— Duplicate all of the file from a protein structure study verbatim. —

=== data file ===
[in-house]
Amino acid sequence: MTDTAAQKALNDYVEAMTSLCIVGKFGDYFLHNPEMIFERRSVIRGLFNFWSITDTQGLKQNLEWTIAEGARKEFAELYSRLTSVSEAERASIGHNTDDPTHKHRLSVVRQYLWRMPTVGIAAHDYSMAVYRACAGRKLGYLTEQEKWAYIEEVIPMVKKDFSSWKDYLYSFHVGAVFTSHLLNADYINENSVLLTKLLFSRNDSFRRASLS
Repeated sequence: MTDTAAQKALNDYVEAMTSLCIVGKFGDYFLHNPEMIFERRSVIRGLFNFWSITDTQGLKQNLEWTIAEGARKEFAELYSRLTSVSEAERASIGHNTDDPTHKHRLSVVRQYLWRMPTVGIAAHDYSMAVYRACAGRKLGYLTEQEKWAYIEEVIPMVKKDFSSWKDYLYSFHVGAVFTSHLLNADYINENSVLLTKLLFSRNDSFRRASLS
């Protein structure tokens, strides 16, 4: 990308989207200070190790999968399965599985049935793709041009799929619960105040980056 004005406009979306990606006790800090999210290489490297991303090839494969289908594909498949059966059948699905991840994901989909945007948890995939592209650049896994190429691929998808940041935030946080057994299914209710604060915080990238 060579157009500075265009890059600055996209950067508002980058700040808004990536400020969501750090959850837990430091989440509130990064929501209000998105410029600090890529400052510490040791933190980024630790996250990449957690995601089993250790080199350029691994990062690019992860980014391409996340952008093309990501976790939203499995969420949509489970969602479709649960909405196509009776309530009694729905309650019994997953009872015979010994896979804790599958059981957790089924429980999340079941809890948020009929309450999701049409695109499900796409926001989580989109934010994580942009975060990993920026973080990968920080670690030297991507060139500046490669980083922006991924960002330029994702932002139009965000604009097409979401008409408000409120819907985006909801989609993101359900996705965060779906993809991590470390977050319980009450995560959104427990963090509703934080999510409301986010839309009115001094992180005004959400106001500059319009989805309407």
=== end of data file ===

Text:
[in-house]
Amino acid sequence: MTDTAAQKALNDYVEAMTSLCIVGKFGDYFLHNPEMIFERRSVIRGLFNFWSITDTQGLKQNLEWTIAEGARKEFAELYSRLTSVSEAERASIGHNTDDPTHKHRLSVVRQYLWRMPTVGIAAHDYSMAVYRACAGRKLGYLTEQEKWAYIEEVIPMVKKDFSSWKDYLYSFHVGAVFTSHLLNADYINENSVLLTKLLFSRNDSFRRASLS
Repeated sequence: MTDTAAQKALNDYVEAMTSLCIVGKFGDYFLHNPEMIFERRSVIRGLFNFWSITDTQGLKQNLEWTIAEGARKEFAELYSRLTSVSEAERASIGHNTDDPTHKHRLSVVRQYLWRMPTVGIAAHDYSMAVYRACAGRKLGYLTEQEKWAYIEEVIPMVKKDFSSWKDYLYSFHVGAVFTSHLLNADYINENSVLLTKLLFSRNDSFRRASLS
């Protein structure tokens, strides 16, 4: 990308989207200070190790999968399965599985049935793709041009799929619960105040980056 004005406009979306990606006790800090999210290489490297991303090839494969289908594909498949059966059948699905991840994901989909945007948890995939592209650049896994190429691929998808940041935030946080057994299914209710604060915080990238 060579157009500075265009890059600055996209950067508002980058700040808004990536400020969501750090959850837990430091989440509130990064929501209000998105410029600090890529400052510490040791933190980024630790996250990449957690995601089993250790080199350029691994990062690019992860980014391409996340952008093309990501976790939203499995969420949509489970969602479709649960909405196509009776309530009694729905309650019994997953009872015979010994896979804790599958059981957790089924429980999340079941809890948020009929309450999701049409695109499900796409926001989580989109934010994580942009975060990993920026973080990968920080670690030297991507060139500046490669980083922006991924960002330029994702932002139009965000604009097409979401008409408000409120819907985006909801989609993101359900996705965060779906993809991590470390977050319980009450995560959104427990963090509703934080999510409301986010839309009115001094992180005004959400106001500059319009989805309407």